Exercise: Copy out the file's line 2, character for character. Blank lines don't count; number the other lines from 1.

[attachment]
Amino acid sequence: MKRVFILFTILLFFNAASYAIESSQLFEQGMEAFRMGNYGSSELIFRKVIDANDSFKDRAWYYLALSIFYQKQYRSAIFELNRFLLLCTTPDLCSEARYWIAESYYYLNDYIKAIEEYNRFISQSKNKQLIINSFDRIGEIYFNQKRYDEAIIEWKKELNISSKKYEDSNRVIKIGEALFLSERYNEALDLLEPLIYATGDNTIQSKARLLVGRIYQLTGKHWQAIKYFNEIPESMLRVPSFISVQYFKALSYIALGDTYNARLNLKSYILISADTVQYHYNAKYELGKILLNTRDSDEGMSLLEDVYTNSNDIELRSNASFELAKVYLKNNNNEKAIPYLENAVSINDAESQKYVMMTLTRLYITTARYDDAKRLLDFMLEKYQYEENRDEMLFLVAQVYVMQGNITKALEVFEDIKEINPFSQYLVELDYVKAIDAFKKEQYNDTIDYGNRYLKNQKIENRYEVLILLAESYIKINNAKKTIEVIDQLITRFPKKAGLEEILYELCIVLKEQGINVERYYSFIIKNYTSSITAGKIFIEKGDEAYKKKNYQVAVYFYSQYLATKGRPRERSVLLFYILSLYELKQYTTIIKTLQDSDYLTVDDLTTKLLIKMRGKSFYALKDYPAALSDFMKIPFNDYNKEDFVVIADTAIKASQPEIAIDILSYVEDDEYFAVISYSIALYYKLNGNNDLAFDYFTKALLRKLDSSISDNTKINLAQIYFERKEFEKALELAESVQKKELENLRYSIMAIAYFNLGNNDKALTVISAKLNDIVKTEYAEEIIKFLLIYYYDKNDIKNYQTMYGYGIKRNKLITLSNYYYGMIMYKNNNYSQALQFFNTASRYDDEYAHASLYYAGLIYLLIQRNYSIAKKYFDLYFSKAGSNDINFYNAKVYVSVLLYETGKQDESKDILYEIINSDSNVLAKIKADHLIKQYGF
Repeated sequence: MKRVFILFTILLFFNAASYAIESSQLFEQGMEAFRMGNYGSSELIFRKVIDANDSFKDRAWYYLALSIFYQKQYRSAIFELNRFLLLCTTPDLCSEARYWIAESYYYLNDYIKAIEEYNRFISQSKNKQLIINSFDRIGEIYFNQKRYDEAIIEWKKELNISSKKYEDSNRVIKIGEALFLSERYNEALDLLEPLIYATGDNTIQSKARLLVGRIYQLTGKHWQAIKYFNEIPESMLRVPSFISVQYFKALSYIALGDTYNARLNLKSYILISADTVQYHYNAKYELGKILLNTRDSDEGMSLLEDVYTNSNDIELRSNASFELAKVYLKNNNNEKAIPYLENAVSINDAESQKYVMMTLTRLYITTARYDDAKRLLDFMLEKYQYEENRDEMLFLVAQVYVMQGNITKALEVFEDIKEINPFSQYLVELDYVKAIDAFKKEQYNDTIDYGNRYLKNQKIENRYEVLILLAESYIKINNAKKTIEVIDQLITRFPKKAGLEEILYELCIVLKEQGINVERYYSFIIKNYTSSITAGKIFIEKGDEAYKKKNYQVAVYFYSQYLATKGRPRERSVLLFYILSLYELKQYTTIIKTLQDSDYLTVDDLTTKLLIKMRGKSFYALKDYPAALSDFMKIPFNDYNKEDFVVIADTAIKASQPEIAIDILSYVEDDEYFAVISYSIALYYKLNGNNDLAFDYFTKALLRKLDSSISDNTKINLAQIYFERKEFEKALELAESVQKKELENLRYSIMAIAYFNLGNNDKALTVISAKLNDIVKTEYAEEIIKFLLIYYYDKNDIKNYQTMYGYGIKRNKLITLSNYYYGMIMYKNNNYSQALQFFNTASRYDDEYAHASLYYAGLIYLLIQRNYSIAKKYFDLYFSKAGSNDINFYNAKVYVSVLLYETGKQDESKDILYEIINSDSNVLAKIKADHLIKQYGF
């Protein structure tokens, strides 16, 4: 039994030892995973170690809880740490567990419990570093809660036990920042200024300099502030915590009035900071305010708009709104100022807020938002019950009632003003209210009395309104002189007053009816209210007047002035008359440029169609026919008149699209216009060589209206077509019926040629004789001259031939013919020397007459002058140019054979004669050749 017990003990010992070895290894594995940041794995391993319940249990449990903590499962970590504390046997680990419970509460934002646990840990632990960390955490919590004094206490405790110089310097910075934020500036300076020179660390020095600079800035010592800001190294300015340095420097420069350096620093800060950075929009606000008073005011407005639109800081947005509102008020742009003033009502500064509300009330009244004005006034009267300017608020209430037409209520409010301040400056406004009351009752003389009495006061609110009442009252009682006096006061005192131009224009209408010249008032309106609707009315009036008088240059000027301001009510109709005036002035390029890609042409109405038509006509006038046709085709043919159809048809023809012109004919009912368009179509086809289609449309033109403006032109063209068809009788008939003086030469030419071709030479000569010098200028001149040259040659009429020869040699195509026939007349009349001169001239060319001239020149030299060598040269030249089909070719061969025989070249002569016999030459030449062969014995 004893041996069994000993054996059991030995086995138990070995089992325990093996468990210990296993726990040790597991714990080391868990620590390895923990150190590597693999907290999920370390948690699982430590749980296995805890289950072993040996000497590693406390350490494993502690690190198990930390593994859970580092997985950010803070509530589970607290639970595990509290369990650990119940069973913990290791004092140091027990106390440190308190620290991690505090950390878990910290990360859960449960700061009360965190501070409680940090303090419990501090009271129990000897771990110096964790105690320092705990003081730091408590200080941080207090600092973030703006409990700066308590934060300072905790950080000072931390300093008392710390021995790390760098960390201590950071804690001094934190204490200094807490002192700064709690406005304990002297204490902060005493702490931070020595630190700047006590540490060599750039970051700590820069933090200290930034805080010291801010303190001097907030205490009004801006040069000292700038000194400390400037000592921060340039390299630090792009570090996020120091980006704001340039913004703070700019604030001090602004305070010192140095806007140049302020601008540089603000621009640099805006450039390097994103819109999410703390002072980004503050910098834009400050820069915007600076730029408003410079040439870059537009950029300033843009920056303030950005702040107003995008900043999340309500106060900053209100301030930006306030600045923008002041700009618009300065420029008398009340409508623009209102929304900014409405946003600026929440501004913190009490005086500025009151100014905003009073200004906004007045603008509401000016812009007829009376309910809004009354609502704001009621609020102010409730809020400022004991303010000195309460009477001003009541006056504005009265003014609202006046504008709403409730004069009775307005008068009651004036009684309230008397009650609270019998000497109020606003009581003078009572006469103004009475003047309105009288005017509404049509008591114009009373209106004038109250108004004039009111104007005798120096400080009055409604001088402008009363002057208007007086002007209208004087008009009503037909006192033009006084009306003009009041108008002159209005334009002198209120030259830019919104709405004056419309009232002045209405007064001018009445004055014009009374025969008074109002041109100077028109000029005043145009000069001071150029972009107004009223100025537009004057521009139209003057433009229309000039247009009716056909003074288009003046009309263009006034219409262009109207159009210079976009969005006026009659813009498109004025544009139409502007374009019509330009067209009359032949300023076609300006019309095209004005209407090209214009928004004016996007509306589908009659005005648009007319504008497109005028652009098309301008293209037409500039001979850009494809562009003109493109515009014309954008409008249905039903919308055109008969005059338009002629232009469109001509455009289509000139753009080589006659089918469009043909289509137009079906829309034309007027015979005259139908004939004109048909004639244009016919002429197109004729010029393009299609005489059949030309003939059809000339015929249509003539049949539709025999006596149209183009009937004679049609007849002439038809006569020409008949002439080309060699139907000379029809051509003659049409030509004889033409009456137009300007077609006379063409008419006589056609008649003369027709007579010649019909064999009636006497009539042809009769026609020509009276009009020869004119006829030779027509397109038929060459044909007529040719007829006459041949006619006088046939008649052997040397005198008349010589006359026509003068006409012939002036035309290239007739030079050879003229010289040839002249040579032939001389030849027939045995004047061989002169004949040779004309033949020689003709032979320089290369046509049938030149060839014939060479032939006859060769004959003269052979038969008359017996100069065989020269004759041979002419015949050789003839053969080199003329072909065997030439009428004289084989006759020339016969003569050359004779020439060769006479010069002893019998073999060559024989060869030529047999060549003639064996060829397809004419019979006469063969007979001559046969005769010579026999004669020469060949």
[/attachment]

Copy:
Repeated sequence: MKRVFILFTILLFFNAASYAIESSQLFEQGMEAFRMGNYGSSELIFRKVIDANDSFKDRAWYYLALSIFYQKQYRSAIFELNRFLLLCTTPDLCSEARYWIAESYYYLNDYIKAIEEYNRFISQSKNKQLIINSFDRIGEIYFNQKRYDEAIIEWKKELNISSKKYEDSNRVIKIGEALFLSERYNEALDLLEPLIYATGDNTIQSKARLLVGRIYQLTGKHWQAIKYFNEIPESMLRVPSFISVQYFKALSYIALGDTYNARLNLKSYILISADTVQYHYNAKYELGKILLNTRDSDEGMSLLEDVYTNSNDIELRSNASFELAKVYLKNNNNEKAIPYLENAVSINDAESQKYVMMTLTRLYITTARYDDAKRLLDFMLEKYQYEENRDEMLFLVAQVYVMQGNITKALEVFEDIKEINPFSQYLVELDYVKAIDAFKKEQYNDTIDYGNRYLKNQKIENRYEVLILLAESYIKINNAKKTIEVIDQLITRFPKKAGLEEILYELCIVLKEQGINVERYYSFIIKNYTSSITAGKIFIEKGDEAYKKKNYQVAVYFYSQYLATKGRPRERSVLLFYILSLYELKQYTTIIKTLQDSDYLTVDDLTTKLLIKMRGKSFYALKDYPAALSDFMKIPFNDYNKEDFVVIADTAIKASQPEIAIDILSYVEDDEYFAVISYSIALYYKLNGNNDLAFDYFTKALLRKLDSSISDNTKINLAQIYFERKEFEKALELAESVQKKELENLRYSIMAIAYFNLGNNDKALTVISAKLNDIVKTEYAEEIIKFLLIYYYDKNDIKNYQTMYGYGIKRNKLITLSNYYYGMIMYKNNNYSQALQFFNTASRYDDEYAHASLYYAGLIYLLIQRNYSIAKKYFDLYFSKAGSNDINFYNAKVYVSVLLYETGKQDESKDILYEIINSDSNVLAKIKADHLIKQYGF